Is that such a bad thing?  Well, yes – because I don’t think our ‘plain text’ interface really gives a good impression as to how Epitaph is as a game.  I code with the assumption that MXP is available, and when I play the game without it I see just how awkward certain things are in comparison.  We could make it so that we just say ‘This game is best enjoyed with MXP’ and move on, but if we provide a way of interacting with the game we have a duty to make sure it’s functional.   We need to invest time and effort into dealing with an interaction paradigm that is fundamentally unsatisfying, and we can‘t just wait for people to migrate over because many simply won’t do it.  As I say, many clients don’t implement MXP, but the reason they don’t do it is because the demand isn’t really there.  We’re stuck in the rut that there isn’t enough demand to justify the development cost to those making clients, and the fact that the clients don’t provide MXP means that MUDs can’t insist upon it, which means there isn’t enough demand.  Paradoxically too, some of the playerbase we’d be most interested in courting (those with visual impairments as an example) are also less likely to have MXP available at all.

My hope is that the future playerbase of Epitaph is drawn from those that aren’t currently text game fans.  Those who are already players of text games have their prejudices, expectations and assumptions largely set and I have no interest in deconstructing existing attitudes.  I’ve had a few people log on from DWMUD and complain that things don’t work on Epitaph the way they do over there, and I’m not going to make fielding that kind of feedback any part of my day.  A forced switch to MXP does come with the risk of alienating those with an existing preference for clients and interaction, but they’re not the desired, ideal audience for Epitaph.  ‘That’s not the way I’m used to doing things’ is the feedback I’m the least interested in hearing.  We have an opportunity, before opening day, to say ‘These are the minimum system specs we require’ without causing an existing player-base to erupt into apoplectic rage.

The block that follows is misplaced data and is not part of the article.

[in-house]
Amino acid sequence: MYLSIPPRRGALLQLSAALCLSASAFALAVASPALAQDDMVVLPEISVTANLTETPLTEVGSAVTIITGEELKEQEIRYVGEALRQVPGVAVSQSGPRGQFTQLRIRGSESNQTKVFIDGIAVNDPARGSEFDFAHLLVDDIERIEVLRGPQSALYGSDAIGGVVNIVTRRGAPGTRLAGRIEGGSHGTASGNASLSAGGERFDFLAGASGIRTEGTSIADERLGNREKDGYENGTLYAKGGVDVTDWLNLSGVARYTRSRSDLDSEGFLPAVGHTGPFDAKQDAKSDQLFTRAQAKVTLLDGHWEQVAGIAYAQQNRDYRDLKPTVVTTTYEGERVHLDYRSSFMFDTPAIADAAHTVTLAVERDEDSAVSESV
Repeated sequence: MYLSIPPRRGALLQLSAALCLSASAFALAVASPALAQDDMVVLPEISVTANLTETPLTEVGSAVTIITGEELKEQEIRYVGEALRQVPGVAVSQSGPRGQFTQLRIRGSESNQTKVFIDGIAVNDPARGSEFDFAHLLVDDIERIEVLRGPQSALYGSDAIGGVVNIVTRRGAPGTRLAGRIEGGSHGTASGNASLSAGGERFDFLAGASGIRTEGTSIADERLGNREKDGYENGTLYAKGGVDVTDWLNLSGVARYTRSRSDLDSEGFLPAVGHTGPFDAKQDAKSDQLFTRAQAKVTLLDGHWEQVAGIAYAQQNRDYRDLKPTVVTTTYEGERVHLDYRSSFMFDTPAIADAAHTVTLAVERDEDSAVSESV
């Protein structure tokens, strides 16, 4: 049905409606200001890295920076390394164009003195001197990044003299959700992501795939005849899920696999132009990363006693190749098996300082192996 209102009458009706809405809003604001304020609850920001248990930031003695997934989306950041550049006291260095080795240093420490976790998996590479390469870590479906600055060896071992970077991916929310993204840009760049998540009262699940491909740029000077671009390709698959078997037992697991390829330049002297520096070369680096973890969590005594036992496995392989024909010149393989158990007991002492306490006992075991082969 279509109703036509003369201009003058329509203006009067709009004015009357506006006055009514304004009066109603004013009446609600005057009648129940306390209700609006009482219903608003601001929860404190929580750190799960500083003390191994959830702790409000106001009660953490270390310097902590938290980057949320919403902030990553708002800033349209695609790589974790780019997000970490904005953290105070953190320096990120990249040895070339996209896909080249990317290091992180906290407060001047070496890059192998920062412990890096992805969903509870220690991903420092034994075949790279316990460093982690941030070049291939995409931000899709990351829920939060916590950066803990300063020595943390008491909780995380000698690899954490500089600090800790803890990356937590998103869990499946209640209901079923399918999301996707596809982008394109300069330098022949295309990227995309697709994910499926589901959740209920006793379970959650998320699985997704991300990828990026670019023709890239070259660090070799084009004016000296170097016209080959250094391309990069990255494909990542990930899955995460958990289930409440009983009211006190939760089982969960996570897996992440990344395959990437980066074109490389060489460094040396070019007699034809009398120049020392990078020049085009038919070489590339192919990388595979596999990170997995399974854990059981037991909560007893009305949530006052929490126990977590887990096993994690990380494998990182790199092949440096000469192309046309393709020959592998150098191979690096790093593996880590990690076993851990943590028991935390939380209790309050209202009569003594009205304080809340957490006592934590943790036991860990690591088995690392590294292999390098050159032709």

I’m pretty sure that insisting on MXP as a default is what we should be doing.  I’m just not decided as to when and how it should be done.  Perhaps the ‘main port’ of the game should say ‘This is for MXP users only.  If you don’t use MXP, you can do in through this other door but be warned nothing is designed with you in mind’.  That way those that refuse to adapt can make a stand if they want and those who have no easy ability to get hold of MXP are not disadvantaged.  Everyone else knows with a certainty that we expect a certain level of sophistication by default in the clients that they use, and not getting hold of one of those entirely free clients[10] will negatively impact on their playing experience.

Drakkos

[1] http://epitaph.imaginary-realities.com/wp/?p=637

[2] Or unless you’re happy with the fact that’s just output in the game without real impact, such as through emotes.

[3] Or at least, what MXP does.  The MXP protocol itself is something of a ramshackle hodgepodge of horrible design choices.

[4] Support is not universal, even in specialised MUD clients.

[5] http://storynexus.com/s

[6] Although unless we’re militant in how we apply it, we’ll probably only be providing a subset of commands to the user.

[7] Although, http://tcjg.weebly.com/v1e1p3.html

[8] Simple switches that can be positioned anywhere that mobility is possible and used to act as button presses.  If you have some mobility in your left foot for example, you might use a switch controller there and configure it to act as a right mouse click.  If you have the ability to lift your finger, you might use a motion detecting switch controller to act like the mouse was being moved to the right.

[9] At least until we end up doing our own Epitaph specific client.

[10] Like http://www.gammon.com.au/mushclient/, which is the one I use.  I used to use zmud, but I spent more time crashing than I did playing, so I switched.